So if you were the Congress party, you might think the best bet would be to play down expectations from Singh’s visit – accept the hospitality by all means, but keep it low key, avoid any big-ticket agreements that would leave you vulnerable to attack by the BJP, focus on opening up trade both between India and Pakistan and across Pakistan between Afghanistan and India.
But now consider it from Pakistan’s point of view. The peace process with India is not just about resolving disputes between Islamabad and Delhi. Arguably the bigger struggle for power in South Asia is not between India and Pakistan, but between civilian politicians and the army within Pakistan itself. The PPP government has everything to gain from peace talks since it diminishes the power of a military which has dominated both the economic resources and the popular imagination of Pakistan for decades through its opposition to perceived Indian hegemony in South Asia.
The much-disliked presence of US troops in Afghanistan has provided a temporary respite to this India-focused narrative, one that both the main civilian political parties – the PPP and opposition Pakistan Muslim League (Nawaz) (PML-N) of former prime minister Nawaz Sharif – appear determined to exploit.
But they have, perhaps, a couple of years left to achieve that before the army, which will remain focused on Afghanistan until most foreign combat troops withdraw in 2014, turns its attention back to India. And even if the army itself were to accept improved relations with India, the militants it once nurtured to fight in Kashmir would have little reason to do so – they would risk irrelevance without any front to fight on. Or as Hafez Saeed, who once had very close ties to the army, said in an interview with India Today, as soon as foreign troops were out of Afghanistan, the mujahideen could turn their attention back to Kashmir.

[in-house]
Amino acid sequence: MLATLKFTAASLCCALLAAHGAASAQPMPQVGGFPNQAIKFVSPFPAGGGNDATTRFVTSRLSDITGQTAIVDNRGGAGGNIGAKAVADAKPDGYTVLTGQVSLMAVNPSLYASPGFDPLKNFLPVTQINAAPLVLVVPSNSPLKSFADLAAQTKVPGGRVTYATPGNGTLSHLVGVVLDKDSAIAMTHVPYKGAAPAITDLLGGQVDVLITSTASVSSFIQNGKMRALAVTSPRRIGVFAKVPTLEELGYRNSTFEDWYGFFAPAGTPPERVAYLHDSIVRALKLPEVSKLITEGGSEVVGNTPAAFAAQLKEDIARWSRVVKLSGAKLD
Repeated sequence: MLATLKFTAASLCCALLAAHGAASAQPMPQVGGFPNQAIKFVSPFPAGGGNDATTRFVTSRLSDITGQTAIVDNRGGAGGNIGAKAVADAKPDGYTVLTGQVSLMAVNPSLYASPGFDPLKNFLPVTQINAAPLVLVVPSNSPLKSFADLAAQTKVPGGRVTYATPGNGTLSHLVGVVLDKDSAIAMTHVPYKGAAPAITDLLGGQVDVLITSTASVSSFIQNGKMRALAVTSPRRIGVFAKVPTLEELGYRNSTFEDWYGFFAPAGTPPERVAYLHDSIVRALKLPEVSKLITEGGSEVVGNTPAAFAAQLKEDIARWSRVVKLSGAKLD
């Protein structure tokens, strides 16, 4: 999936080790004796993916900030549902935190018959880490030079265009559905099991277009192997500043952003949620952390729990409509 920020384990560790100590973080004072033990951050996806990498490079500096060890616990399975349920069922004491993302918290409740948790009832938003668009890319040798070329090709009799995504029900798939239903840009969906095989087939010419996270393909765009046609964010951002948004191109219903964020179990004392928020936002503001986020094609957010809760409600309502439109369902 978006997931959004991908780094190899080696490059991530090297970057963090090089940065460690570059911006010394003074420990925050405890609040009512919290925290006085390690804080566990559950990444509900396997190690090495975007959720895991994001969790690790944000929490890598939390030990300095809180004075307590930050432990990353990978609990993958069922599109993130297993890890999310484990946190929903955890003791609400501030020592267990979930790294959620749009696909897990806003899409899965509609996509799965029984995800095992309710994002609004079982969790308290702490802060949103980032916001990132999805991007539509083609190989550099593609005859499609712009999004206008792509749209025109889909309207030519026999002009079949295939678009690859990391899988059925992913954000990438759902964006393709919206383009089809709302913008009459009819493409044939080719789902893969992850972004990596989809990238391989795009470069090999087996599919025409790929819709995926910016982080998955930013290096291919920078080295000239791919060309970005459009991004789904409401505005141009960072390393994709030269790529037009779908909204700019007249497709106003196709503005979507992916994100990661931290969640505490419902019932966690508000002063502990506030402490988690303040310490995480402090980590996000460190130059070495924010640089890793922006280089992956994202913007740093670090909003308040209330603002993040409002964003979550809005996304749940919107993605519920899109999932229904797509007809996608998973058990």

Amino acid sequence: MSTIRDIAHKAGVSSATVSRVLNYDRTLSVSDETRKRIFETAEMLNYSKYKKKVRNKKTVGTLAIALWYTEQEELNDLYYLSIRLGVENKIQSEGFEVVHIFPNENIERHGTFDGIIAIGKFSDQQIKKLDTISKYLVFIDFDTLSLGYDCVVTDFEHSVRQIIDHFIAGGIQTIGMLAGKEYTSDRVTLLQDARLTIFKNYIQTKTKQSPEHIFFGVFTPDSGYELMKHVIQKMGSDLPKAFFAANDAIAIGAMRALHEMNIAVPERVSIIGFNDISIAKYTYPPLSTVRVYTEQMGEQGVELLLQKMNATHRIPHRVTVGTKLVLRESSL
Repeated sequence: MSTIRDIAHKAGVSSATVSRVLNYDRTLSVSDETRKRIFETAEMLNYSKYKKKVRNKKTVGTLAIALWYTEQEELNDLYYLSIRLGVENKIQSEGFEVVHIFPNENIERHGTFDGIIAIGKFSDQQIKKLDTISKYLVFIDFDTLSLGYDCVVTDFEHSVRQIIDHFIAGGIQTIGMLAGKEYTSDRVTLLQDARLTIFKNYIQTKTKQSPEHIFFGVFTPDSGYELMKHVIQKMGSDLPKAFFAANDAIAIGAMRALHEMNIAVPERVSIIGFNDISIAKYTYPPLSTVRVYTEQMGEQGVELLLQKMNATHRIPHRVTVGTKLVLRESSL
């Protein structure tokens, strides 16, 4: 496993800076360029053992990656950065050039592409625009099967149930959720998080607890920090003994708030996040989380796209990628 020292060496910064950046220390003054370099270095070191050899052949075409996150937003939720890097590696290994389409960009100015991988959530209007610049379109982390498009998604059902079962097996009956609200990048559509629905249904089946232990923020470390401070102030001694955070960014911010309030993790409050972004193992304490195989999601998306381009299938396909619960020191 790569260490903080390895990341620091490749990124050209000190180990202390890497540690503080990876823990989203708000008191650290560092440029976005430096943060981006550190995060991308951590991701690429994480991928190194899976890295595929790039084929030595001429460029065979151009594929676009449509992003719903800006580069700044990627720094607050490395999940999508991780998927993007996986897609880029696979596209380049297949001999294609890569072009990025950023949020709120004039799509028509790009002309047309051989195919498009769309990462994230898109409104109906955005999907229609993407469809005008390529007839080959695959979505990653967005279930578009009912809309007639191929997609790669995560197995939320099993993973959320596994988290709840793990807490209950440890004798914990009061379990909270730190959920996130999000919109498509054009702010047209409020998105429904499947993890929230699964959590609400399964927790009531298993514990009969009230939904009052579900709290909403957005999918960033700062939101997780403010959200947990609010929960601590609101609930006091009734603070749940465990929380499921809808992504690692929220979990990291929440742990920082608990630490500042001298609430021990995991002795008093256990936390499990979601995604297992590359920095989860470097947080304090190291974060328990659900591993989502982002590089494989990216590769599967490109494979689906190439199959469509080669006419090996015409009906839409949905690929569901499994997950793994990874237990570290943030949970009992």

At the narrowest level, the ruling PPP would like a peace deal with India before elections due by March next year. But even stripping out party politics, both main political parties, the PPP and PML-N, would gain, in their perennial battle for power with the military, from a peace deal with India before 2014.
The questions we need to look at over the next few years, therefore, are not about the absolute nature of the India-Pakistan peace process but how it plays out in relative terms in each country. Pakistan’s fragile civilian democracy would benefit from moving quickly. India’s Congress party could suffer if moving too quickly unleashed a populist backlash which became a distraction from economic and political reform.
On a practical level, Sir Creek, rather than Kashmir or Siachen, may turn out to be the place where those competing interests between India and Pakistan intersect. If that is the case, it is time we all learned much more about it. In particular, we ought to be giving the same attention to the technical and economic issues behind the exploitation of energy sources there as has traditionally been given to Kashmir.